Having listened to points made earlier on the Theory of Change made by another guest speaker (Professor Eric Stam from Utrecht University in the Netherlands) Professor Netshandama said she saw this theory in practice at UNIVEN. According to Professor Stam, the Theory of Change is about knowing the weak and strong points in one’s ecosystems, concentrating on the weak points in drawing action plans.

“We have made so much progress that you get a chief himself coming to campus to do workshops with his constituency on community-based planning and prioritising where we need to anchor the training about innovation, entrepreneurship, planning, etc.,” she said. 

To demystify the concepts entrepreneurship and innovation, UNIVEN instils a clear and in-depth understanding that this is about value creation.  This increases students’ comprehension that it pays to have an entrepreneurial mindset.

Roping in youth from neighbouring communities

Regarding the second programme, the Local Economic Innovation Champions, facilitated by Professor Joseph Francis from UNIVEN’s Institute for Rural Development, Professor Netshandama mentioned that UNIVEN deliberately and carefully selects young people from different municipalities, in collaboration with municipal representatives and traditional leaders. These young people are strategically deployed in various sectors to acquire knowledge on the integration of innovation.

Trainees identifying an entrepreneurial opportunity from complex problems during Univen-Socio-next Rural Entrepreneurship Training titled “Starting a business with nothing” at Vele Resource Centre in Gogogo village within the Rambuda Traditional Council.

“We instil the understanding that you do not necessarily need the beautiful buildings and infrastructure to be innovative,” she said, “…but rather, to look around in your backyard.”

Having mobilised the young people across different municipalities they do the mapping and have conversations on why, where and how to start social innovation projects. The programme is sponsored by the Department of Science and Innovation and is run as a national pilot programme that seeks to bridge the gap and build capacity in the ecosystem.

UNIVEN believes it is a catalyst for development in the Vhembe District and Thohoyandou

With various projects in the pipeline, Professor Netshandama asserted that they do not expect less from their students and communities. “These programmes bring awareness and birth innovation from the grassroots, with the principle of inclusivity and frugality. We all become part of the solution.”

Concerning youth and graduate unemployment in the country, UNIVEN believes that the new thinking they are fostering will inspire these groups to begin to seek opportunities to create jobs rather than looking for them elsewhere.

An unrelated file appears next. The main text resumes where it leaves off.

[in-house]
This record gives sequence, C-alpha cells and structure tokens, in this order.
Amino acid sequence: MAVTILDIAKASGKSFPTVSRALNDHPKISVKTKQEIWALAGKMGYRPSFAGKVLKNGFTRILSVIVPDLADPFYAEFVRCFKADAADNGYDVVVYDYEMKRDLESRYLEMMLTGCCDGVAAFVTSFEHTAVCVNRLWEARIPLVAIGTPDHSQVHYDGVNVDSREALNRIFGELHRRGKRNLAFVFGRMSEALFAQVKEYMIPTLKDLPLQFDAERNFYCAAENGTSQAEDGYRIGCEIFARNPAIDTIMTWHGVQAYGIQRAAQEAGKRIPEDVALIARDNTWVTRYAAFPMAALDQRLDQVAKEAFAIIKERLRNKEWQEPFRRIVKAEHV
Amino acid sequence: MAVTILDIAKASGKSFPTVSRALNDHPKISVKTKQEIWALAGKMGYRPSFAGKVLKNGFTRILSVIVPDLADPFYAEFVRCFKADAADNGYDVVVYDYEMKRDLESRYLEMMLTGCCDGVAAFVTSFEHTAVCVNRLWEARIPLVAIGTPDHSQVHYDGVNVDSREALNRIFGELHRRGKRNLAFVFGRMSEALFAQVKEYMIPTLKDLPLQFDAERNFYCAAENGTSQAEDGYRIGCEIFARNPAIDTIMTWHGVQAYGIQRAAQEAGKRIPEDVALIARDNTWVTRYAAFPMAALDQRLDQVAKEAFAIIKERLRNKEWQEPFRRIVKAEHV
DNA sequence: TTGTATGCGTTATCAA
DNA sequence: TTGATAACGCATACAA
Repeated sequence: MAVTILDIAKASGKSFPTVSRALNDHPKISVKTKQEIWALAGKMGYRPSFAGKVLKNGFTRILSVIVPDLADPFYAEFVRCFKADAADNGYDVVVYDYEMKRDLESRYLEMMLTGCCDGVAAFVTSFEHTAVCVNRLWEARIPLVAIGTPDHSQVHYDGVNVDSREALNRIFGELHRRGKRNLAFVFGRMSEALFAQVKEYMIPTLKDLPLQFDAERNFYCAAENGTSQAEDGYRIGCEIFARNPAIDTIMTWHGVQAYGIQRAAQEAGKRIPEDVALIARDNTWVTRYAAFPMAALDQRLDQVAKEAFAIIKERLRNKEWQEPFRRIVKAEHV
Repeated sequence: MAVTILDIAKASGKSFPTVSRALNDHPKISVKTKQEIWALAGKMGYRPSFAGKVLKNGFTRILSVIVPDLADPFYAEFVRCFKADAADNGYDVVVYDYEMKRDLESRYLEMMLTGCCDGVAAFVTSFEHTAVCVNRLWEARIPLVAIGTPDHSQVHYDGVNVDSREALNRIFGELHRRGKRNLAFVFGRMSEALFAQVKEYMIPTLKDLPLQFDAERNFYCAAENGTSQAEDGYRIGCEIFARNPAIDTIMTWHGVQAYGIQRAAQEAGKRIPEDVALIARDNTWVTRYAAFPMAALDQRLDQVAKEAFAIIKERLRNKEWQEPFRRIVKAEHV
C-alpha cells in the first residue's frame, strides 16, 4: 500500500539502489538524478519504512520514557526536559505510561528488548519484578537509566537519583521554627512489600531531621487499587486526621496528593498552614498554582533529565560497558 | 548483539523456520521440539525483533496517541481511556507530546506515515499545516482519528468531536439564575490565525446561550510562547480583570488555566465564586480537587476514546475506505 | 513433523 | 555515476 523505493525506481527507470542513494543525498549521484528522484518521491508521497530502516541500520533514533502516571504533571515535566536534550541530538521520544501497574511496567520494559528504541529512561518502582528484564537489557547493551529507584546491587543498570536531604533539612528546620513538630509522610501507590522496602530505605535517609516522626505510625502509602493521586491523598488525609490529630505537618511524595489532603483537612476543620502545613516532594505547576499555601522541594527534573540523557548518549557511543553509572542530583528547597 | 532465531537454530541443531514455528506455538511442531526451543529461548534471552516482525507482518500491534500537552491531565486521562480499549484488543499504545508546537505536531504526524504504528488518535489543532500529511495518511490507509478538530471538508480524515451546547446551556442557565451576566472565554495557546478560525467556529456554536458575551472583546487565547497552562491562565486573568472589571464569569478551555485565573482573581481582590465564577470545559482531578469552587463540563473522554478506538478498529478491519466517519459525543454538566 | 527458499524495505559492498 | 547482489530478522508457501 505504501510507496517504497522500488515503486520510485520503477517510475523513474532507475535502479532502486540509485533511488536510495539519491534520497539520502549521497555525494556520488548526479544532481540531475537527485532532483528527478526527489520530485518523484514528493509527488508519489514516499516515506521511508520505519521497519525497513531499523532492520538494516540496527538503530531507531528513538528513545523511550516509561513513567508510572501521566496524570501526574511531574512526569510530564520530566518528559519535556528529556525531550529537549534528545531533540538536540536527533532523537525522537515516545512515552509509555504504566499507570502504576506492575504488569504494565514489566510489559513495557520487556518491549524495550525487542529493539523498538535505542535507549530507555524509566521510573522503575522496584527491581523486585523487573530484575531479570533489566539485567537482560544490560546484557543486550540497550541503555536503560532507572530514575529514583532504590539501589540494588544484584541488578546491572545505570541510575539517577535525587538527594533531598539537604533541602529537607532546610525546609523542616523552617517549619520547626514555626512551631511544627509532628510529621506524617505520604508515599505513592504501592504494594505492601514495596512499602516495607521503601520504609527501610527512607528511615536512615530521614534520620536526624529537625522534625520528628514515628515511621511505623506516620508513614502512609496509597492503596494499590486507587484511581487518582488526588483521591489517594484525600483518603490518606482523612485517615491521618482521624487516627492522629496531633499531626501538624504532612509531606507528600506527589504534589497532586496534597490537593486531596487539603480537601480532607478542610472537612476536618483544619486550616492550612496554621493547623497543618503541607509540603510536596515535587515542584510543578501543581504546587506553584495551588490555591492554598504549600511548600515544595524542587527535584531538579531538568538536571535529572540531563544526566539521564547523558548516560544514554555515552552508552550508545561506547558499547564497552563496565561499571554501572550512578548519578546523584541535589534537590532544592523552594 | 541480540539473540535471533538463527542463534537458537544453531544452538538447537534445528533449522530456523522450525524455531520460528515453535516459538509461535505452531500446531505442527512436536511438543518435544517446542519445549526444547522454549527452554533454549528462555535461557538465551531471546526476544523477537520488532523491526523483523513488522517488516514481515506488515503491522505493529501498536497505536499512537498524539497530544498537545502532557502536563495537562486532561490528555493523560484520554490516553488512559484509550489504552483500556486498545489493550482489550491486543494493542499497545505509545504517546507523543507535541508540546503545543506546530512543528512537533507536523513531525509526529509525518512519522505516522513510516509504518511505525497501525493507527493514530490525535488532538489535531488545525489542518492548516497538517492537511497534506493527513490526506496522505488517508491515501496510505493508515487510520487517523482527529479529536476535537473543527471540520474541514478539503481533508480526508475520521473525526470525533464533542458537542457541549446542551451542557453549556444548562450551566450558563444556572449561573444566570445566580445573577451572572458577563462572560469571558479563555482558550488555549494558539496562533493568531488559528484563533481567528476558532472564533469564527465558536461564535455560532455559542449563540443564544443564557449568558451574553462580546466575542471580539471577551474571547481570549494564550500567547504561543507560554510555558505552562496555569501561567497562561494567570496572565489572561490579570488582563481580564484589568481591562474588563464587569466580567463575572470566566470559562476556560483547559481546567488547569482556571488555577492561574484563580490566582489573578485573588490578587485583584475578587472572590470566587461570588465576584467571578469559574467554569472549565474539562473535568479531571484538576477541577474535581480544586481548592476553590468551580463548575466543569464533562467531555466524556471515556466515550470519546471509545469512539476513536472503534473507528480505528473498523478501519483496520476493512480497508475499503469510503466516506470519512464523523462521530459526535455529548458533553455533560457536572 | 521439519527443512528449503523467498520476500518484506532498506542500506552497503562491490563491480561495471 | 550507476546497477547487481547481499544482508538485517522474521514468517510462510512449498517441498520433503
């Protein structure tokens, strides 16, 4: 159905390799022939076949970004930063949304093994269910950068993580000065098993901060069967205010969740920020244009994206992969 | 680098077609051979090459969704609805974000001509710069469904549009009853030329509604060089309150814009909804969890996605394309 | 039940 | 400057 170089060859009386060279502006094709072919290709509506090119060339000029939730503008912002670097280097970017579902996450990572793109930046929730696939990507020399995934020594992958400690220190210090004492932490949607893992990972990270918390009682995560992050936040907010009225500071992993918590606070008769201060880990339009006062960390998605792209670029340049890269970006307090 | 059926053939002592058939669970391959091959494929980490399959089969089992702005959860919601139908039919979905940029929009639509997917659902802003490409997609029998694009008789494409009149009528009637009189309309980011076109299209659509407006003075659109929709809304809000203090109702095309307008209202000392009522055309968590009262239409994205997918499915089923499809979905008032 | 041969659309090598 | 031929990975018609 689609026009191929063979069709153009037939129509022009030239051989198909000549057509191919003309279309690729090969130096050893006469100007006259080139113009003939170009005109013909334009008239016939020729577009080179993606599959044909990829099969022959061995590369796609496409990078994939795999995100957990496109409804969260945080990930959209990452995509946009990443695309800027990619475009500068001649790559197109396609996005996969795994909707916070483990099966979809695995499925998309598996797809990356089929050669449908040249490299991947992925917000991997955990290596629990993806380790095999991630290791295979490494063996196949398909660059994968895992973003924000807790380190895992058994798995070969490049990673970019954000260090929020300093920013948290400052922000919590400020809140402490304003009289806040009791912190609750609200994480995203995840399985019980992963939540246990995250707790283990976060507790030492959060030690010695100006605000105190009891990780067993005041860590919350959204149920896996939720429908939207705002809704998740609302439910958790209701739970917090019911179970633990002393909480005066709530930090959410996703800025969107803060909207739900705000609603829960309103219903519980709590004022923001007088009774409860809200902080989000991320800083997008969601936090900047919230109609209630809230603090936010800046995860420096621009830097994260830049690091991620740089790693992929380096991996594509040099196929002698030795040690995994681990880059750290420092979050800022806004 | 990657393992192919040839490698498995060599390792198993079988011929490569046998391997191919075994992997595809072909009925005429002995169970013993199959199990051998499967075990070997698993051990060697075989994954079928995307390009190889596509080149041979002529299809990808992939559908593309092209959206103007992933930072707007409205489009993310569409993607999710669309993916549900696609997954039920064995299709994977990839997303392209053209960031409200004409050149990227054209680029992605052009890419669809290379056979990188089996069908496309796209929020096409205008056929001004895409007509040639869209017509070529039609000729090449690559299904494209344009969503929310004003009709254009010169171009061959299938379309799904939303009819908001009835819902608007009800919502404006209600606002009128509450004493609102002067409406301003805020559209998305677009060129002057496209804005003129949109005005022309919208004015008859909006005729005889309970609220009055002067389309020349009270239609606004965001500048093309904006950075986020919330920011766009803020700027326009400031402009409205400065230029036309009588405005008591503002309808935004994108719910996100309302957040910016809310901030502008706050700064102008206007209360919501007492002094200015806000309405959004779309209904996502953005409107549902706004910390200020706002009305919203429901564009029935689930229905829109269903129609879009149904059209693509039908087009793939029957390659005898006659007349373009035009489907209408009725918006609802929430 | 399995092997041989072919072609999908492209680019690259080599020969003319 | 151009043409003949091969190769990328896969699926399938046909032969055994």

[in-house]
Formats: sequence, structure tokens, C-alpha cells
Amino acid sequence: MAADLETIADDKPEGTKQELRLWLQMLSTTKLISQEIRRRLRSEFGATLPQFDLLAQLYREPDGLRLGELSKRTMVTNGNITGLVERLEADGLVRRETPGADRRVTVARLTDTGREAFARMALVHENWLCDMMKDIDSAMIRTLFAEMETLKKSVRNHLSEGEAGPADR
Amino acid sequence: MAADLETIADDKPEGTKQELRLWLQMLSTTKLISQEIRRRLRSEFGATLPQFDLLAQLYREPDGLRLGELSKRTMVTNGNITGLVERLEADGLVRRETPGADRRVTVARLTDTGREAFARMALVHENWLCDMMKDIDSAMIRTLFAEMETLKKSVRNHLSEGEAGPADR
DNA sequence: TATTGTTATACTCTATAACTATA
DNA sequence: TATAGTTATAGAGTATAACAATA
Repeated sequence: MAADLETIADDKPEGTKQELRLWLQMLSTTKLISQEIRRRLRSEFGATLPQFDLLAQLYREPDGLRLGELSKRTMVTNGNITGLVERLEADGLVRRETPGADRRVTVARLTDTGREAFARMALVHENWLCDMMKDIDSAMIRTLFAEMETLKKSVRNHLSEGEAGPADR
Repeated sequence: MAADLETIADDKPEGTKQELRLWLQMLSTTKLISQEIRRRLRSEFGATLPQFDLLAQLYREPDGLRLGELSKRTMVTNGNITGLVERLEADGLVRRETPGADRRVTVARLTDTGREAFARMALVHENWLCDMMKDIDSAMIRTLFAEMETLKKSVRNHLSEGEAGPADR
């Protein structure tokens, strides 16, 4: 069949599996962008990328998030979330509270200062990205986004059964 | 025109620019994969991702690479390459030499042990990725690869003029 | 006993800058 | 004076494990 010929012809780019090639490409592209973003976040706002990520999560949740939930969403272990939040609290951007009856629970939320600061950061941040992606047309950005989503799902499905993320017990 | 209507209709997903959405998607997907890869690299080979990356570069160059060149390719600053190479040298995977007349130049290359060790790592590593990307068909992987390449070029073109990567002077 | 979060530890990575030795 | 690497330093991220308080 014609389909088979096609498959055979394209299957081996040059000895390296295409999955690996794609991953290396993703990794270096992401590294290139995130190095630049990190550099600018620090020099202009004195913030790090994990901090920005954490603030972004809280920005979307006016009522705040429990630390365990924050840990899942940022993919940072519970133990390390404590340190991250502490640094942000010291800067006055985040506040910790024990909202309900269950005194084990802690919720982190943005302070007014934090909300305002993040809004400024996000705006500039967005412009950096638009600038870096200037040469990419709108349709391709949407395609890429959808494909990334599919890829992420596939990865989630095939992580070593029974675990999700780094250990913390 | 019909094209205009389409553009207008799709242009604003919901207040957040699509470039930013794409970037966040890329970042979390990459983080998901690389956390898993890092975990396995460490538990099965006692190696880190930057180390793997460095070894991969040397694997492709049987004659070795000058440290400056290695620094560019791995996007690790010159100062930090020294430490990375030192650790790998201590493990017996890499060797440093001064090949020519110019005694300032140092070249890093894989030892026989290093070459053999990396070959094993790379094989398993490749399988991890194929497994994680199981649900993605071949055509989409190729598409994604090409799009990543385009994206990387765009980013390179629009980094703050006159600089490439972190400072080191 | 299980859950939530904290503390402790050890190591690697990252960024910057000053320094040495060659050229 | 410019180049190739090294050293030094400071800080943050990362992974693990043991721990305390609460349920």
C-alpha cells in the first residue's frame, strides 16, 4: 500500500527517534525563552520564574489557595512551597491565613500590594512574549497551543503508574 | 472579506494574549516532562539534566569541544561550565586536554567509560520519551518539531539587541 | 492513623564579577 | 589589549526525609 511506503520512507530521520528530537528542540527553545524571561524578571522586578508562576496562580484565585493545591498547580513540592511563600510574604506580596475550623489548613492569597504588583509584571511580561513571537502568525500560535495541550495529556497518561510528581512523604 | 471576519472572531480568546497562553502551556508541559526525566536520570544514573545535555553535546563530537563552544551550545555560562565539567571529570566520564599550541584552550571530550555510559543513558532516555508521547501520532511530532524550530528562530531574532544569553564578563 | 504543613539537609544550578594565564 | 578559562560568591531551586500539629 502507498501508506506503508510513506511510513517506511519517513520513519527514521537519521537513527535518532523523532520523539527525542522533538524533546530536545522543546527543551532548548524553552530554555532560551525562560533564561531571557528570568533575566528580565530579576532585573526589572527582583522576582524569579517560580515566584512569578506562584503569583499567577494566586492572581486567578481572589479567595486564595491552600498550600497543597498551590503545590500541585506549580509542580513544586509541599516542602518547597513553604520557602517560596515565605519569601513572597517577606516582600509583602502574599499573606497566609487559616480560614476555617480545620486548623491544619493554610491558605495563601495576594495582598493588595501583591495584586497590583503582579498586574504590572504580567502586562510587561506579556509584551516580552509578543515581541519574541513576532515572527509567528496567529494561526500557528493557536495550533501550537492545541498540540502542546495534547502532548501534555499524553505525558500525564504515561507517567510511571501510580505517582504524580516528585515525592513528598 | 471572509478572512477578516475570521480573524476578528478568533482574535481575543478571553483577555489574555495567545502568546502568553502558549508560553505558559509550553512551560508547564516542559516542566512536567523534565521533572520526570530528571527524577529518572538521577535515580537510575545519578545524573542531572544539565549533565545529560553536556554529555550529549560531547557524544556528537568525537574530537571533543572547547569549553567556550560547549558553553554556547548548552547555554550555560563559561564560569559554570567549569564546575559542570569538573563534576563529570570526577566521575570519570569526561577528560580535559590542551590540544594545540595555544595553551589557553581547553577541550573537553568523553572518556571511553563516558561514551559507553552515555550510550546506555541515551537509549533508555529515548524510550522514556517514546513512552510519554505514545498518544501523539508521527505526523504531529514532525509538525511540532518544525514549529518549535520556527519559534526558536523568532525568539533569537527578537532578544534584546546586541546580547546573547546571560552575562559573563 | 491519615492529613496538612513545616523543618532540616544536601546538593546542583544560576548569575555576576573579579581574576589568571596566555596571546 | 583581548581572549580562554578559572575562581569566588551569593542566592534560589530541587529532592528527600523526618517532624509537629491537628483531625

“With social innovation and entrepreneurial thinking, we understand that we need to be patient and look at intergenerational learning,” she said. This requires intentionality, having contextual awareness and embracing a mind shift in boundary crossing.

UNIVEN students and community stakeholders in Intergenerational learning. See Vho Makhadzi, wearing a black beanie, engaging on eco-friendly enterprises during an Engaged Scholarship Workshop.

“We cannot teach innovation or entrepreneurship the way we teach in the classroom. It is not working. We have realised that we need to be deliberate.”

One of the ways UNIVEN is infusing this mindset shift, and actions, is through collaborations with institutions outside South Africa, in countries such as Botswana, Lesotho and Uganda, to create borderless and diversity crossing solutions.

“All we ask of policymakers is that they create an enabling environment. Our students need support, especially when they land across the borders. They need data to transcend the globe and access collaborative online learning.”

In her concluding remarks, Professor Netshandama said UNIVEN also aspires to develop student leadership through Student Entrepreneurship and Social Innovation ambassador programmes, where students mobilise other students and take turns to lead a team and manage a project from conception to completion using the design thinking framework.

“We screen them, pay attention to whether they stick to their commitment and monitor and check whether they are doing well in their academics as they do peer leadership in the entrepreneurship space. That is working for us — using students to recruit other students and show the way.”


Question by Dr Phethiwe Matutu (left), CEO of Universities South Africa:  I am interested in the involvement of communities in the University of Venda’s entrepreneurship ecosystem. The University of Toronto’s approach does not only serve students; community members also come in to incubate their businesses. To what extend does UNIVEN also practise that?

Response 1: Professor Netshandama: We are very intentional about inclusivity – an idea that resonates with the political leadership who encourage sharing resources.  We use a local TVET college that is best resourced in incubation services and encourage our students and youth from the neighbouring communities to team up in accessing those facilities.

Response 2: Professor Thea van der Westhuizen, (right) Academic Leader: High Impact Community Engagement and Internationalisation at the University of Kwa-Zulu Natal (UKZN): UKZN also encourages community members to come to the campus. Recently we had a business development speaker visiting our campus to mentor students; another time it was a member from the Chamber of Commerce. The combined effort enables additional ecosystem support plugging students into further support beyond their graduation.

Van der Westhuizen, who also addressed the Dialogue in her own right on System Action Learning and Action Research (SALAR) as an enabling tool for entrepreneurial universities, added that in any university context, “systemic action combines community engagement outside our universities – an incredibly complex concept. It takes embedding entrepreneurship throughout curricular in all disciplines, then bringing in action research to generate impact for society. I congratulate colleagues at UNIVEN for what they are doing and encourage that we keep talking.”

Nqobile Tembe is a Communication Consultant at Universities South Africa.